We’ve made to November, and only a matter of weeks until we reveal our favorite albums of the year. And as it just so happens, there’s still a lot of amazing music dropping before we get there. This week we’ve lined up 10 highly recommended albums for you to check out, including the long-awaited return of some shoegaze legends, a newer shoegaze band that’s also a must-hear, the second release in less than a month from a prolific Mexico City artist and more. Here are this week’s best new releases.
Drop Nineteens – Hard Light
Today’s a banner day for old-school shoegazers, because it marks the first new release from legendary Boston group Drop Nineteens in three decades. With most of the lineup from their cult-fave debut album Delaware reunited, along with drummer Pete Koeplin who played on sophomore album National Coma, the group once again plugs in and blisses out. On Hard Light, Drop Nineteens deliver gorgeously layered and deceptively heavy dirges that serve as reminders of what made them special when they first emerged in the ’90s. More on this one soon.
Hotline TNT – Cartwheel
More shoegaze! With a heavy dose of ’90s alternative crunch for good measure. Hotline TNT—a New York band with roots in Vancouver and Minneapolis—release their sophomore album Cartwheel via Third Man, which raises the group’s profile considerably, and the more opportunities listeners have to hear these soaring, distortion-drenched anthems, all the better. They’ve appeared in our Essential Tracks column a handful of times, including for the massive single “I Thought You’d Change,” but the album is a consistently stellar set of emotionally charged and riff-heavy rock songs. Look out for more on this one soon.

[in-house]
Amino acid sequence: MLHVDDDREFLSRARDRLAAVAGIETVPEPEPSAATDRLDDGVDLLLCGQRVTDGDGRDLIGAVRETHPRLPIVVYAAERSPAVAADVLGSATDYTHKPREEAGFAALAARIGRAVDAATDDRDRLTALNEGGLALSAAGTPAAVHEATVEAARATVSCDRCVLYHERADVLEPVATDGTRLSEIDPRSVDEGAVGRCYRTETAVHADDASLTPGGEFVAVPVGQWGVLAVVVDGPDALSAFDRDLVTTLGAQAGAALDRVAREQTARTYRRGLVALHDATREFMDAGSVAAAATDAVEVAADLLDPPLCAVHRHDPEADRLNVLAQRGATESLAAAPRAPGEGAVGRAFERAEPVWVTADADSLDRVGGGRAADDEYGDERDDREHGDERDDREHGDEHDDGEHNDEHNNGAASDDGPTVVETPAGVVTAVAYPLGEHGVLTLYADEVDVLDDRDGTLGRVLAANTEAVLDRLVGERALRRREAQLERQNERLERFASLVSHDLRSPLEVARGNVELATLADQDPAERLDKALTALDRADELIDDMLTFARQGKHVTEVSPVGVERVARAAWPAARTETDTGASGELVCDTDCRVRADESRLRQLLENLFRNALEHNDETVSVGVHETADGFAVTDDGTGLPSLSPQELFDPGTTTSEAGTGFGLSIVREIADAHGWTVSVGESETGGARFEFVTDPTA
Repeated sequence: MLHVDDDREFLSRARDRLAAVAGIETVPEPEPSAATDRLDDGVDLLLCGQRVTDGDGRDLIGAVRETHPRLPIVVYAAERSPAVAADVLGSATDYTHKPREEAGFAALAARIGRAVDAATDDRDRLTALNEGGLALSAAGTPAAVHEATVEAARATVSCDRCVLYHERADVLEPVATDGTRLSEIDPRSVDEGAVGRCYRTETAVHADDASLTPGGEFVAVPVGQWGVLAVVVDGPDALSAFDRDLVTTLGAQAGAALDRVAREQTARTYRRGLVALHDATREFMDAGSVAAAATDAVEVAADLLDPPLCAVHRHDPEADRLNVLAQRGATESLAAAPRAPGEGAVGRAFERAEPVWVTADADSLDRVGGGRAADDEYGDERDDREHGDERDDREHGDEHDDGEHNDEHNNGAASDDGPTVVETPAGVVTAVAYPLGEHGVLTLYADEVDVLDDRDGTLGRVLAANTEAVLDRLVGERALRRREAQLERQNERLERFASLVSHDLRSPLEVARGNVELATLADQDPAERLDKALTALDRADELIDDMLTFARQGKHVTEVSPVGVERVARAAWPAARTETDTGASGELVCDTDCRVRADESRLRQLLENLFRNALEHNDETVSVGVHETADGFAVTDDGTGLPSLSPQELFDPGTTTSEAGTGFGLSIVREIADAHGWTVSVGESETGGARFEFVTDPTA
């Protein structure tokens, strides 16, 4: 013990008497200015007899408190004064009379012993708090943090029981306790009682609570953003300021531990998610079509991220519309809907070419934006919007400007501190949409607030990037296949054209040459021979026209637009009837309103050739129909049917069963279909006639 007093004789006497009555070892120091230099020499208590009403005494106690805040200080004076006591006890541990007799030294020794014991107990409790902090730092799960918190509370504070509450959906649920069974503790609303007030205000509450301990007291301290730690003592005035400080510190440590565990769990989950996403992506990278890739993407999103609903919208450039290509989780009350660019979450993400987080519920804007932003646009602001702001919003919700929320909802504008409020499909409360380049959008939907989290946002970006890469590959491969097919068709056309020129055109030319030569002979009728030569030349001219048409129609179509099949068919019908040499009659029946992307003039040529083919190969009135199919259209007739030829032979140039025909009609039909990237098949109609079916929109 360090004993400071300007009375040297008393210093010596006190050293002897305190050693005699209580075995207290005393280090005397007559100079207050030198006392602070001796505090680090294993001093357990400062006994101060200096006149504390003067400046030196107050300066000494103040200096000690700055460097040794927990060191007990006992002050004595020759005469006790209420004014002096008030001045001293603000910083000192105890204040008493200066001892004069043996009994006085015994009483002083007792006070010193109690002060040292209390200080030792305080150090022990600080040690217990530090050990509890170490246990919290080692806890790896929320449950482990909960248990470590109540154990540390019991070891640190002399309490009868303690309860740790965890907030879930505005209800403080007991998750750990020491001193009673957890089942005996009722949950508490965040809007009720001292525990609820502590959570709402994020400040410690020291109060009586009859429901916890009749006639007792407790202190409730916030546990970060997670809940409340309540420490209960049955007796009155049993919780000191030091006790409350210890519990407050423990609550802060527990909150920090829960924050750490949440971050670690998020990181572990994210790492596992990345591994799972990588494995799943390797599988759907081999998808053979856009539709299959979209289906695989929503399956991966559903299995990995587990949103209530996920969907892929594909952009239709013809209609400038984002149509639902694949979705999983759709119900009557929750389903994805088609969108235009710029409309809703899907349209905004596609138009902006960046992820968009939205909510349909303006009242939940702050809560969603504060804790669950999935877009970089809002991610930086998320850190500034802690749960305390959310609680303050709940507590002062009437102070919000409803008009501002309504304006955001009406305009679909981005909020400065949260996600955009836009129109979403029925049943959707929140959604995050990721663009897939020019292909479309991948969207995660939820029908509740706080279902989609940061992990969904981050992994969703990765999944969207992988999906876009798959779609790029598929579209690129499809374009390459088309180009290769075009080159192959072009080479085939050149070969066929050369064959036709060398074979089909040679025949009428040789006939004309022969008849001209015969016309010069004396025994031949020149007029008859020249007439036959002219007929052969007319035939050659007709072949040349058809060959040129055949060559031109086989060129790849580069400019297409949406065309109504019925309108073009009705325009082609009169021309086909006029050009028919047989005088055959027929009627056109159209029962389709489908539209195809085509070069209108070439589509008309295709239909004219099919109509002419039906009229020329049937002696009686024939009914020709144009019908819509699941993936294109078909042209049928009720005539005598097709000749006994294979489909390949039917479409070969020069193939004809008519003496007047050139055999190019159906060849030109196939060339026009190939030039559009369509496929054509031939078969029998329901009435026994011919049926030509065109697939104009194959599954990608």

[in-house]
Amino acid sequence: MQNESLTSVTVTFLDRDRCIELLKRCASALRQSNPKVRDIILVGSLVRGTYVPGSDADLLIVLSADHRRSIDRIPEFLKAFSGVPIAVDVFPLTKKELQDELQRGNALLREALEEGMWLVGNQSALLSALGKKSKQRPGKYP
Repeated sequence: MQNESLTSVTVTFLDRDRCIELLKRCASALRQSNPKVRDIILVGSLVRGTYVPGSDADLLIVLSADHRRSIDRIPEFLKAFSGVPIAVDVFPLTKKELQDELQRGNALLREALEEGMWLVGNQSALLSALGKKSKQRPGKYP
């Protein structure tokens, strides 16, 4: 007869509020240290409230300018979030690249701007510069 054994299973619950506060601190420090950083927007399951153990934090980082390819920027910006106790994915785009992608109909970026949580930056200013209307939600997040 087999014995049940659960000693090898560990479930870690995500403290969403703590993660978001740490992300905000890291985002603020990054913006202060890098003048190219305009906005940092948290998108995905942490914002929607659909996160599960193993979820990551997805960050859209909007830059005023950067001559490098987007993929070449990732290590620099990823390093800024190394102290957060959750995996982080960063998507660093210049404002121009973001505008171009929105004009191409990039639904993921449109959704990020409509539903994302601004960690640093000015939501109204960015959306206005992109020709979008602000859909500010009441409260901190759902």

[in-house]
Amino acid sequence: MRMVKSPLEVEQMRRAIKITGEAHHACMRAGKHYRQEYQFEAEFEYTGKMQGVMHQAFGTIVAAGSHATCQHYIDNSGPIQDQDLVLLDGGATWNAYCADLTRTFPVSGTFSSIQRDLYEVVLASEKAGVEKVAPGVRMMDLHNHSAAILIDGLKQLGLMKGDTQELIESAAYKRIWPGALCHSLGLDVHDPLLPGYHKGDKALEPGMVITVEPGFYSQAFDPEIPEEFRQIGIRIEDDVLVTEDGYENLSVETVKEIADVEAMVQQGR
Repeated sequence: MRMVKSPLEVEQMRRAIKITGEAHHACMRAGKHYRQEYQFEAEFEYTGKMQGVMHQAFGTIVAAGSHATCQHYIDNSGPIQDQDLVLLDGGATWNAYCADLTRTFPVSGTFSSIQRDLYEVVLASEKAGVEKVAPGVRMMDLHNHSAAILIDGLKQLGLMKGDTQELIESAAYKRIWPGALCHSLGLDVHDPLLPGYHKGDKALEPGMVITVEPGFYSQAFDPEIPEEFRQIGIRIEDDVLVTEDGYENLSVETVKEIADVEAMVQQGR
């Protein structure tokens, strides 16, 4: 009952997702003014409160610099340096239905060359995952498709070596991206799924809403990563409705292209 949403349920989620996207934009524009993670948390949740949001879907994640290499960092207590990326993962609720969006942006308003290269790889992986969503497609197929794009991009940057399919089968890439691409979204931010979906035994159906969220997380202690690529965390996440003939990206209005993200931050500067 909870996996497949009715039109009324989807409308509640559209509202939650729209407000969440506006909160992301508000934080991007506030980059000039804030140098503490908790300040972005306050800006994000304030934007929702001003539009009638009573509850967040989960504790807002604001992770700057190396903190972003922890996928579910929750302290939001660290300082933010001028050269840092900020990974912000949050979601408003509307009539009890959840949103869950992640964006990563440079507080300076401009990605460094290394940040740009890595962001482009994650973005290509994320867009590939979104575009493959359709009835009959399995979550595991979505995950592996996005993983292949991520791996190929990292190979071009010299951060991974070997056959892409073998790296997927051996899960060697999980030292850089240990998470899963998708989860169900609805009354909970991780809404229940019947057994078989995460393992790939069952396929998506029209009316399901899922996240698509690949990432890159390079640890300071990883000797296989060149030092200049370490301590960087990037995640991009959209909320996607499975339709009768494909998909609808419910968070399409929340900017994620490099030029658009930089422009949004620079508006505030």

Actress – LXXXVIII
Actress’ Darren Cunningham has made a career out of expanding the weird and experimental edge of techno and IDM, and his latest is no different. Arriving a year after the excellent Dummy Corporation EP, LXXXVIII juxtaposes beat-driven accessibility with eerie lo-fi loops and samples and intoxicatingly hypnotic pulse progressions. Where a moment like “Azd rain (g 1)” can feel a bit like a nod to the cryptic minimalism of R.I.P., the soulful hooks of “It’s me (g 8)” find his pop hooks sharpened, if still somewhat strange. We’ll have more on this one soon.
bar italia – The Twits
British trio bar italia already released one album earlier this year, the fuzzy and insular Tracey Denim. But that was far from the last of their new music this year. Led by stellar singles such as “My Little Tony,” The Twits arrives today with another new batch of idiosyncratic songs. In our review of the album, Virginia Croft said, “Since releasing their previous album with Matador, the band has been garnering more attention, but The Twits doesn’t suggest a need on their part to please—if anything, they are leaning into their niche weirdness, reveling in an abstract palette of darker moods.”
Marnie Stern – The Comeback Kid
Marine Stern’s last full-length album was released back in 2013, which preceded her taking on a full-time role as a guitarist in the Late Night with Seth Meyers band. But after a decade, she’s returned with an animated and energized set of signature math-pop shredders, full of big hooks and dazzling guitar work. There are more than a few surprises in store for listeners as well, including an Ennio Morricone cover and a driving post-punk highlight in “Til It’s Over.” We’ll have more to say on this one soon.